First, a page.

The Company was formed to recruit analytics staff principally for the financial technology sector.
Initial funding for the Company was raised through a share issue and the introduction of an unsecured loan from an investor. Thereafter, with no overdraft facility in place, the Company was reliant on its own cash flow for liquidity.
The Company moved to serviced offices in London and the Company sourced clients through existing contacts, networking and recommendations.
Growth in the Company necessitated the recruitment of additional staff. However, cash flow constraints and the inability to raise additional working capital, forced the director to hire young relatively inexperienced individuals rather than experienced fee earners and opportunities were missed which impacted on sales.
In addition, the Company opted to engage in low cost accountants, who were not based locally, as the director had the expectation of guidance from his investor, who would assist with the financial operation side of the business.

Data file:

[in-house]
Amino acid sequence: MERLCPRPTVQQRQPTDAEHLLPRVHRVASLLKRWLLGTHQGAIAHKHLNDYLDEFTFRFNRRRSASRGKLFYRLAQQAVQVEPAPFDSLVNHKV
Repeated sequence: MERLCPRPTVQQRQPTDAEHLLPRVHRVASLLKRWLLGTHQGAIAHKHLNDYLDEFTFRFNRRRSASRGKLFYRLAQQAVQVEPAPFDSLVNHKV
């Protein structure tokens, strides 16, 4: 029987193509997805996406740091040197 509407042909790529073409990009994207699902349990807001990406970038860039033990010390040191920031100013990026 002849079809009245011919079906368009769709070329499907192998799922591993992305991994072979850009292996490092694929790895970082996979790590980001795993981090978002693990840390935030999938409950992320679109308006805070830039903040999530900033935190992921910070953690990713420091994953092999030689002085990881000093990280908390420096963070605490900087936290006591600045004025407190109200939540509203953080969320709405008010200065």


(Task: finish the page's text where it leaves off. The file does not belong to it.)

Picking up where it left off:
With increasing demands from the growing client base, the director recruited a finance manager tasked with establishing greater cost controls through monthly reporting and to ensure that the Company was compliant in the filing and submission of all returns to HM Revenue & Customs.
In the weeks that followed inadvertent bookkeeping errors were discovered revealing VAT liabilities to HM Revenue & Customs in excess of £190,000.
Thereafter, immediate steps were taken to negotiate a time to pay agreement with HM Revenue & Customs.
However, unable to meet the suggested monthly repayments whilst sustaining the Company’s ongoing trading, the Company sought the advice of AABRS and the advice given was that the business was untenable.
An independent valuation of the business was undertaken and the company was placed into creditors’ voluntary liquidation.